• The automatic categorization of expenses is working quite well (my biggest pain point!)

  • There is a lot of flexibility, much more so than Mint. You can make unique rules to help automate your expense tracking 

  • You can invite another person to be in your household for free. So we only have to pay for one user.

  • On the whole, the price seems right. Monarch is offering Mint users a 30 day trial free and then 50% off for the first year (original price is $8.33 a month as of March 4, 2024)

  • The budgeting and goals tools seem quite useful. I say “seem”, because I personally won’t use these as much because I’m not much of a budgeter so I’m not using these features as intensely.

Source: Monarch Money

Here’s what I don’t like about Monarch Money: 

  • While I can invite another user to my household account, I can’t easily toggle between his accounts and mine. This would be an incredibly useful feature for Monarch to add, and would make it a lot easier for couples to discuss finances.

  • The Reports section is not as good as Mint’s Trends section was, but it’s not too bad. It’s still in Beta so I imagine this will get better, but for now it’s not as interactive as I’d like. My biggest gripe is the inability to drill down to individual expenses when you click on a category. For instance, it would be nice to click on Baby Supplies, and see individual expenses for our baby boy Isaac these past two months.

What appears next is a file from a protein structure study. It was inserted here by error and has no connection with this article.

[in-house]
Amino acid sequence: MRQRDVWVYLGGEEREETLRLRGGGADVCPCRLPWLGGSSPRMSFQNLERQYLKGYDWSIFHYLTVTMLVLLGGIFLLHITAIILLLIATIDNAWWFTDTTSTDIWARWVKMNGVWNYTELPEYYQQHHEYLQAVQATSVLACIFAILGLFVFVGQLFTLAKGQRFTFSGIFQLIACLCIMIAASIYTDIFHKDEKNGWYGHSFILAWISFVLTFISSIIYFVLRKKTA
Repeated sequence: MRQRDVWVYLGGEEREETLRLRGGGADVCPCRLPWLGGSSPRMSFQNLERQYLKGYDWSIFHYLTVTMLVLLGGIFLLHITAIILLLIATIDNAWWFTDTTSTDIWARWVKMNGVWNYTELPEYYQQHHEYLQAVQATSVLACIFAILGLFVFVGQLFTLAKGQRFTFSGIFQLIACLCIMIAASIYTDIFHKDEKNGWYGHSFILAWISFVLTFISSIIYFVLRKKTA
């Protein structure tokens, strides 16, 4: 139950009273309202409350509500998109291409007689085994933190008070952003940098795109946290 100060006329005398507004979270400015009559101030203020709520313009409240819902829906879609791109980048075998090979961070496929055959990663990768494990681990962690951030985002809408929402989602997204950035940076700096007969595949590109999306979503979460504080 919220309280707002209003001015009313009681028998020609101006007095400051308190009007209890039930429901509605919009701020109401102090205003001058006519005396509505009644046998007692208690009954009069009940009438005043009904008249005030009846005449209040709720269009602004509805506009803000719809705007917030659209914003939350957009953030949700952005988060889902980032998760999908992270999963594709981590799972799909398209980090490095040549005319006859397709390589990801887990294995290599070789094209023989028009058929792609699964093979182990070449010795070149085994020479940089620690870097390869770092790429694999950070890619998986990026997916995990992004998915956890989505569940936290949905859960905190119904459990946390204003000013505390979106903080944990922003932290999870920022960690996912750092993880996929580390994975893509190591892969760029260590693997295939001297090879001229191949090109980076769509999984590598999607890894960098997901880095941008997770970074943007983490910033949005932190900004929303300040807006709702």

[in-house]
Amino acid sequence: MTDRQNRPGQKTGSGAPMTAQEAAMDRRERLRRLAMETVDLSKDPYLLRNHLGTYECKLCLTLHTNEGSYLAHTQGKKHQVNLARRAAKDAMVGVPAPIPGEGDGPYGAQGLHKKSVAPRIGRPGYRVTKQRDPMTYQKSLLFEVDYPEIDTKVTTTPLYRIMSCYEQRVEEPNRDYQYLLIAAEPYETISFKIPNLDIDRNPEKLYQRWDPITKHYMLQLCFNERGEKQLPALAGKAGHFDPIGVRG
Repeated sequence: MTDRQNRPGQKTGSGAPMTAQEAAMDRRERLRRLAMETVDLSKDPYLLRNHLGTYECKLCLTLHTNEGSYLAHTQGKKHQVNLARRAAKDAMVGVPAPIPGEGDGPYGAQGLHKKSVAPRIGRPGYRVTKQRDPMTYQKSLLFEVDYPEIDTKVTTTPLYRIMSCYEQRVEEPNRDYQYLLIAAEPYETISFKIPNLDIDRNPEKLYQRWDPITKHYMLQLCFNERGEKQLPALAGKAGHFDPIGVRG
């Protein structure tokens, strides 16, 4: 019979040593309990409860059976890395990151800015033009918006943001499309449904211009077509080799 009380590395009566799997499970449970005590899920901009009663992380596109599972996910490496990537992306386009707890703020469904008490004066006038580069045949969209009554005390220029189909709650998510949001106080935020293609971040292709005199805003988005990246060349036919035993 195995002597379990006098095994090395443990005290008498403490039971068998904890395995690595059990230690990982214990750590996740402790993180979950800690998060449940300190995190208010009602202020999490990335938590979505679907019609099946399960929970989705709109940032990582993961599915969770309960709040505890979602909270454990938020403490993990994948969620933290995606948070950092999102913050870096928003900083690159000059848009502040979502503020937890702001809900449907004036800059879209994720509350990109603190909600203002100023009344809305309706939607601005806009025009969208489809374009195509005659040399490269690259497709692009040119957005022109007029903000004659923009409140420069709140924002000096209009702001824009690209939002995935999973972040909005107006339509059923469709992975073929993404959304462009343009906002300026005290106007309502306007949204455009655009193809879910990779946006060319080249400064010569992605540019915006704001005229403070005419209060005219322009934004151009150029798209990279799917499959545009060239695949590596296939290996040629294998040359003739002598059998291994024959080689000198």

Source: Monarch Money

  • The Investments section is straight up trash! There is really no useful information here. It just shows more or less what I’m invested in and how it compares to the S&P 500. That’s it. I also can’t easily see how my net worth is tracking, nor explore allocations across account types (taxable vs. tax-advantaged). This was extremely disappointing!

Source: Monarch Money

I should note that I haven’t used the Monarch or Mint apps on my phone so I can’t comment on the mobile experience, just the desktop. 

Long story short: Monarch seems like a good and reliable expense tracking and budgeting product, but so far it’s crap for investments. To solve this, I still plan to use Empower (formerly Personal Capital) to track my net worth and expenses. I don’t love that I’m using two different platforms, but with that said Empower is free, so I’m ok paying for one and not the other. It’s not ideal, BUT it seems like a big improvement from what we were doing before. 

Some extra feelings: Part of me feels a little annoyed that I have to pay for a product like Monarch since I know I won’t really make good use out of their budgeting features. But I’m aware that expense tracking in and of itself is a very expensive operation to run. Banks often require extensive security measures and compliance checks. Implementing and maintaining these security measures can be costly for aggregator platforms like Monarch Money, which is why they are pushing forth a subscription model. And since Joe and I have lots of credit cards and accounts, we really do benefit from using an aggregator, making me much more willing to pay for this service. And in the end, it’s pretty low cost. 

Hopefully this solution is the right one for us! I’ll keep you posted if things change. Reach out if you are using a platform you really like. I know some students, like Karina, love using Copilot but I have not used it yet!